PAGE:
Symbiosis is a relationship between different species in which at least one species depends upon the relationship to survive


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Symbiosis is a relationship between different species in which at least one species depends upon the relationship to survive

  • Symbiosis is a relationship between different species in which at least one species depends upon the relationship to survive


Symbiosis

  • Symbiosis

    • Mutualism (+ +)
    • Commensalism (+ 0)
    • Antagonism (+ -)
      • Parasitism
      • Predation
      • Competition
    • Amensalism (- 0)


One individual (predator) captures, kills, and consumes another individual (prey)

  • One individual (predator) captures, kills, and consumes another individual (prey)

  • Common Defenses Against Predation

  • Flight

  • Mimicry

  • Camouflage

  • Chemicals/Physical Structures

  • Bright Colors



An herbivore grazing on a plant is another example of predation.

  • An herbivore grazing on a plant is another example of predation.

  • Usually, only part of the prey is eaten by the predator.

  • Photo Credit: Rhett A. Butler @ mongabay.com



Competition in an interaction between two organisms that are using the same resources

  • Competition in an interaction between two organisms that are using the same resources

  • Competition within the same species= intraspecific

  • Competition between different species= interspecific

  • One organism better uses a resource leaving less for other species



Two species of barnacles on rocky coasts often compete for space.

  • Two species of barnacles on rocky coasts often compete for space.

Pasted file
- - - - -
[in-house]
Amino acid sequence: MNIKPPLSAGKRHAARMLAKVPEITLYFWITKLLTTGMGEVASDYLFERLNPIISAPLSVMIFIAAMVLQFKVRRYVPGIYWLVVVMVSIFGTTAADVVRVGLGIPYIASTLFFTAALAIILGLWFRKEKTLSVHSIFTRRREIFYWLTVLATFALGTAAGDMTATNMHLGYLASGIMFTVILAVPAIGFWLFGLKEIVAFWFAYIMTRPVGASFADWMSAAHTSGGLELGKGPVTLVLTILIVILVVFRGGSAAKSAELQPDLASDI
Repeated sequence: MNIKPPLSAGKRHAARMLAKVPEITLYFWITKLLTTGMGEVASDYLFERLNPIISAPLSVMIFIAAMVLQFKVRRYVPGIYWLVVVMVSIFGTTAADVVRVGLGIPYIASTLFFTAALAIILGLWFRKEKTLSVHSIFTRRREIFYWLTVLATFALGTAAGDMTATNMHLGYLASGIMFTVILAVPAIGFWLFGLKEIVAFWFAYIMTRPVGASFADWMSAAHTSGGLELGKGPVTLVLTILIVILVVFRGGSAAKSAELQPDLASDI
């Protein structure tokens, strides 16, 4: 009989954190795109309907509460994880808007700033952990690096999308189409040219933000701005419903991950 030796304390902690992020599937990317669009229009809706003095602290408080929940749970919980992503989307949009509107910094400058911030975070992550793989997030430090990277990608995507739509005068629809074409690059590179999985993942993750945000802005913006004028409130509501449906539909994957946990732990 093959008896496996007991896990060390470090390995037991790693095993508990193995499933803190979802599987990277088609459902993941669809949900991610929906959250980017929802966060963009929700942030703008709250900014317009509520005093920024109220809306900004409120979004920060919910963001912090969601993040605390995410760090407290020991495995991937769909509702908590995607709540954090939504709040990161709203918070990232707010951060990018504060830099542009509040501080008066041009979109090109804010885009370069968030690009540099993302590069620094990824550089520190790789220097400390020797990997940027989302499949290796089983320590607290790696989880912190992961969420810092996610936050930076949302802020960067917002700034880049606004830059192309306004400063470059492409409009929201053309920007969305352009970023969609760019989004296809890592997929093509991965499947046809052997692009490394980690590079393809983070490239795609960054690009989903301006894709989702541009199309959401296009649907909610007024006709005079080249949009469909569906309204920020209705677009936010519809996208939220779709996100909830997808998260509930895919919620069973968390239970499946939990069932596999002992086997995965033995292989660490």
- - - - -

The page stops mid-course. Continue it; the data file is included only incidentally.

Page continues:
• The smaller species (Chthamalus) is unable to compete as well as the larger species (Balanus).

  • However, Chthamalus can survive drying better than Balanus, so it can live higher up on the rocks.



In Scotland, Joseph Connell studied interspecific competition in these two barnacles.

  • In Scotland, Joseph Connell studied interspecific competition in these two barnacles.

  • In places where both barnacles were present, he removed the Balanus barnacles from the rocks.



When Balanus barnacles were removed, the Chthamalus barnacles moved down into the vacant area.

  • When Balanus barnacles were removed, the Chthamalus barnacles moved down into the vacant area.

  • This showed that Balanus was outcompeting Chthamalus in the lower zone.



At other sites where both barnacles were present, he removed Chthamalus barnacles from the rocks.

  • At other sites where both barnacles were present, he removed Chthamalus barnacles from the rocks.

  • The vacant areas remained unoccupied.

  • This showed that Balanus was not able to survive in the upper zone.



One individual is harmed and one benefits

  • One individual is harmed and one benefits

  • Parasite feeds on the host

    • No immediate death


Both species benefit

  • Both species benefit

    • Pollination


One species benefits and the other is not affected



one species is harmed or inhibited and the other species is unaffected

  • one species is harmed or inhibited and the other species is unaffected





http://education.nationalgeographic.org/activity/ecological-relationships/

  • http://education.nationalgeographic.org/activity/ecological-relationships/

  • https://www.youtube.com/watch?v=fxrzdhHjf0Q&list=PL0EA301D130F3DB40

    • Clips 1-3



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